Deep-sea microbes believed to be missing link to how we evolved

The discovery is important as it provides an insight into how larger, complex cell types, called eukaryotes, actually evolved from small and simple microbes, experts say

By DTE Staff
Published: Friday 08 May 2015

The new microbe that represents a missing link in the evolution of complex life on Earth Credit: Centre for Geobiology, University of Bergen

Scientists have found microorganisms beneath the Atlantic Ocean between Greenland and Norway, which according to them, are the missing link connecting simple cells to a more complex cellular life.

Researchers said a group of microorganisms known as Lokiarchaeota, or Loki in short, were found on the seabed about 2.35 km  beneath the ocean's surface, a new report published in the journal, Nature, says. The place is close to a hydrothermal vent system called Loki's Castle, named after a Norse mythological figure.

The discovery is important as it provides an insight into how larger, complex cell types, called eukaryotes, actually evolved from small and simple microbes, experts say.

The origin of the eukaryotic cell remains one of the most contentious puzzles in modern biology, according to the study.

Twin divisions

All organisms can be cassified into two groups—prokaryotes, which have simple cells, and eukaryotes, which have complex cells.
Prokaryotes are organisms having a single cell. They comprise all bacteria and archaea (a group of microbes that were once considered to be bacteria). Eukaryotes consist of some single-celled life forms as well as all multi-cellular organisms such as animals, plants and fungi.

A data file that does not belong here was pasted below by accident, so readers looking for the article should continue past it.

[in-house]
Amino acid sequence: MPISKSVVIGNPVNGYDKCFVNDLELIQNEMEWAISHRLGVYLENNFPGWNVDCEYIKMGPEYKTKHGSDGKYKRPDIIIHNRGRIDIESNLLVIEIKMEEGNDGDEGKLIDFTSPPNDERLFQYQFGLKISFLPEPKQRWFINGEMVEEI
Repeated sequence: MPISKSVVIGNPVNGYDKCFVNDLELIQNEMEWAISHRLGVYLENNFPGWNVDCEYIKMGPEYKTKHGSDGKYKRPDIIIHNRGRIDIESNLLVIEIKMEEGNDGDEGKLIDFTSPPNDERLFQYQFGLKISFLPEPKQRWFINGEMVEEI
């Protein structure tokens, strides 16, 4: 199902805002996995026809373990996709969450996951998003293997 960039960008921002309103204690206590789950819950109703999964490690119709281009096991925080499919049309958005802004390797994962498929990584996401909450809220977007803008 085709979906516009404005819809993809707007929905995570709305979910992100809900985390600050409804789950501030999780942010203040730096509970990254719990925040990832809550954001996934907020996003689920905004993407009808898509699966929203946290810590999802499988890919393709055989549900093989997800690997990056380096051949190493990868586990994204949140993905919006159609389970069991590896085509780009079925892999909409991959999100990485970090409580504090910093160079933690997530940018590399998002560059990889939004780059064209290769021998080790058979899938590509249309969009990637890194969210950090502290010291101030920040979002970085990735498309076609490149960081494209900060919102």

The Lokiarchaeota are part of a group called archaea that have relatively simple cells and lack internal structures such as a nucleus. But the researchers found that the Lokiarchaeota share with eukaryotes a significant number of genes, many with functions closely related to the cell membrane.

These genes would have provided the Lokiarchaeota “with a 'starter-kit' to support the development of cellular complexity,” evolutionary microbiologist Lionel Guy of Sweden's Uppsala University was quoted by the media as saying.

Another biologist says we now know where we come from. “Essentially, Lokiarchaeota represent a missing piece of the puzzle of the evolution from simple cells—bacteria and archaea, prokaryotes—to complex cells (eukaryotes), which includes us humans,” Uppsala University evolutionary microbiologist Thijs Ettema, who coordinated the study, was quoted by the media as saying.

The diversity of life would have been impossible without this transition from rudimentary cells into more complicated ones seen in multi-cellular life. Microbial life originated about 3.5 billion years ago. The first complex cellular life evolved roughly 2 billion years ago.

The Lokiarchaeota were retrieved from oxygen-starved sediment layers during voyages of a Norwegian research vessel, said a microbiologist of Norway's University of Bergen.

“Hydrothermal vents are volcanic systems located at the ocean floor. The site where the Loki were found is heavily influenced by volcanic activity, but actually very low in temperature,” says Steffen Leth Jørgensen from Univeristy of Bergen, who collected the samples where Loki was found and is one of the co-authors of the study.

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